Democratic watchman. (Bellefonte, Pa.) 1855-1940, July 24, 1896, Image 2

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Democratic 11
Bellefonte, Pa., July 24,1896.
What is a gentleman? Is it a thing
Decked with a searfpin, a chain and a ring,
Dressed in a suit of immaculate style,
Sporting an eyeglass, a lisp and a smile,
Talking of operas, concerts, and balls,
Evening assemblies and afternoon calls.
‘Sunning himself at “At Homes" and bazars,
Whistling mazurkas and smoking cigars %,
What is a gentleman ? Say is it some one
Boasting of conquests and deeds he has done ?
One who unblushingly glories to speak
Things which should call up a flush to his cheek ?
One who, while railing at actions unjust,
Robs some young heart of its pureness and trust?
Scorns to steal money, or jewels or wealth,
But thinks it no erime to take honor hy stealth?
What is a gentleman ? Is it not Gne
Knowing instinctively what he should shun,
Speaking no word that can injure or pain,
Spreading no scandal and deepening no stain ?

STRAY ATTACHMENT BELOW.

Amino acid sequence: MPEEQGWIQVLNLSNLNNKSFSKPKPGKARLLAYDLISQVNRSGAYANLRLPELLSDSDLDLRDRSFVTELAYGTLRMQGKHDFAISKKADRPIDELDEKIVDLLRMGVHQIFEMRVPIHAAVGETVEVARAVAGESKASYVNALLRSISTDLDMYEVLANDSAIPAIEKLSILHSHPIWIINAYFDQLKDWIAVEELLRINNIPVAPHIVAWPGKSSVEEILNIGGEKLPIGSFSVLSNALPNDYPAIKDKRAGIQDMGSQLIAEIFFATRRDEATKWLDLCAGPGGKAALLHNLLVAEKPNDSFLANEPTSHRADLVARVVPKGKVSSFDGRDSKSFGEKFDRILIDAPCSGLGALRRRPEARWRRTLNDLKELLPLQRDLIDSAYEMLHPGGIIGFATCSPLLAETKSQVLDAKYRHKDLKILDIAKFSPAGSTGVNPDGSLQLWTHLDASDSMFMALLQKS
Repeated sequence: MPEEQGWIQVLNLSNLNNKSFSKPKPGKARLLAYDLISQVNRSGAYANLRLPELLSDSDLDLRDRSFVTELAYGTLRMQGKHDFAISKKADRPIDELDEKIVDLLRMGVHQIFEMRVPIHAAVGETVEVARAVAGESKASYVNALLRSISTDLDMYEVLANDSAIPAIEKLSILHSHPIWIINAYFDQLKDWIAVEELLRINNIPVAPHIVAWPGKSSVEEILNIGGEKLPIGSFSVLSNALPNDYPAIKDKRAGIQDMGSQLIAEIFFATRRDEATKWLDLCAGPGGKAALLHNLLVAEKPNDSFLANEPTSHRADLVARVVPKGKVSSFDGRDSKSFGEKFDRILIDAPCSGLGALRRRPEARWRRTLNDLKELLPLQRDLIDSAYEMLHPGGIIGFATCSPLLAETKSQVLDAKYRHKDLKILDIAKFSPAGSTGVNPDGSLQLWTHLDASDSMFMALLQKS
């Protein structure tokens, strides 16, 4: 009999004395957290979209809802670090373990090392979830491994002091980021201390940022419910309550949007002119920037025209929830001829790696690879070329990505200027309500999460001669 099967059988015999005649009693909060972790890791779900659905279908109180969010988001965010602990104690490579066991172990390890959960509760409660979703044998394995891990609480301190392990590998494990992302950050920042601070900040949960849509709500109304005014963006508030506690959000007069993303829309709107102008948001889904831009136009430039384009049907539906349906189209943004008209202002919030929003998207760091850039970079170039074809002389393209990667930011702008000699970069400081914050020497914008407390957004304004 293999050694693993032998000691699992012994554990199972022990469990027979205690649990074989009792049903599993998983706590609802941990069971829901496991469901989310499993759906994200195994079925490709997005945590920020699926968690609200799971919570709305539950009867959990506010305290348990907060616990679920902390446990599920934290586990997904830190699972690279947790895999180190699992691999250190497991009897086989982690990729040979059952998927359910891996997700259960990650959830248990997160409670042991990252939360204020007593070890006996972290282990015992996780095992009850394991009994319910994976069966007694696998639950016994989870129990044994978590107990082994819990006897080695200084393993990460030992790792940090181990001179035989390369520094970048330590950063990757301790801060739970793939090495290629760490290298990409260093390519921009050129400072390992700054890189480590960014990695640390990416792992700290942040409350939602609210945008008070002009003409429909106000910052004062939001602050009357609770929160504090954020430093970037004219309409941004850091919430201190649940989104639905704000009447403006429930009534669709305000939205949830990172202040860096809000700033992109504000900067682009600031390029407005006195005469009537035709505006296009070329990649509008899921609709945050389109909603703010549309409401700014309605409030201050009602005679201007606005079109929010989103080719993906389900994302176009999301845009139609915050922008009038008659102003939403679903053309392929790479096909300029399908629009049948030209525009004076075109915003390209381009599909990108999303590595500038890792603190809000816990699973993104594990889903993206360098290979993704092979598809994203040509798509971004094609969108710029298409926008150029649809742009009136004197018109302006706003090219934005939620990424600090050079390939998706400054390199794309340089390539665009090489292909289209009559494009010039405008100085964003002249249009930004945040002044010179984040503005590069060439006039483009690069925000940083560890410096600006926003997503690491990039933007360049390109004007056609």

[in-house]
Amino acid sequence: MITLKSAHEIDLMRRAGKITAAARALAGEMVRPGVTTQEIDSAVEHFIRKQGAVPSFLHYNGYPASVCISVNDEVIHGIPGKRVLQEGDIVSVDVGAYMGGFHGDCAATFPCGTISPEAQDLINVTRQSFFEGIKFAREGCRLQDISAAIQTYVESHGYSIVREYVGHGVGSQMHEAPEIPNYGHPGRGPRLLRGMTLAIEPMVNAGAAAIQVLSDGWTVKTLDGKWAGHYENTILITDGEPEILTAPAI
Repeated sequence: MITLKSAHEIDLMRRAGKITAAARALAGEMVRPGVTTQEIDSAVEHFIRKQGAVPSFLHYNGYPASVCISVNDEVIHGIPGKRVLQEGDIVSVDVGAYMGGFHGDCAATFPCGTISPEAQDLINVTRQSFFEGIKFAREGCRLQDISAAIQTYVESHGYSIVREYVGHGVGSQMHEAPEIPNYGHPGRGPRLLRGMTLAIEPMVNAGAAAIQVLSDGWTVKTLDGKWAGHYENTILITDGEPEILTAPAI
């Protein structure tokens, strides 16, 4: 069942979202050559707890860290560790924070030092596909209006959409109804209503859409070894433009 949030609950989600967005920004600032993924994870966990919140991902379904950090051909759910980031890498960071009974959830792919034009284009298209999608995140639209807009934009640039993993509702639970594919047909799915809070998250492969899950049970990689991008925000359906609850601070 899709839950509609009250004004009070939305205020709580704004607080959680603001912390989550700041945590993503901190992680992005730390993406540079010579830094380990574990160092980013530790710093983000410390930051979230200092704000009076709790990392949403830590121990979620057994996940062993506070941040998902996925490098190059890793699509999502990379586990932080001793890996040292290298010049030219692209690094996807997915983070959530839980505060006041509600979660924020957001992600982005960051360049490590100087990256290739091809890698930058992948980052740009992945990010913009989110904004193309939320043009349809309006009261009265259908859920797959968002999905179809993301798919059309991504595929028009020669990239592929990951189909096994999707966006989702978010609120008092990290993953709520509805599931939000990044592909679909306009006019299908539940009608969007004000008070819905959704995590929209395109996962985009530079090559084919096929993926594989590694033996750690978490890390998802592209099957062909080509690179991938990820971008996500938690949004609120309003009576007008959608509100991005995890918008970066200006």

One who knows Low to put each at his ease,
Striving instinctively always to please ?
One who can tell by a glance at your cheek
When to be silent, and when he should speak ?
What is a gentleman ? Is it not one
Honestly eating the bread he has won,
Living uprightly, fearing his God,
Leaving no stain on the path he has trod,
Caring not whether his coat may be old,
Prizing sincerity far above gold,
Recking not whether his hand may be hard,
Stretching it boldly to grasp its reward?
What is a gentleman ? Say, is it birth
Makes a man nobie, or adds to his worth ?
Is there a family tree to be had
Spreading enough to conceal what is had?
Seek out the man who has God for his guide ;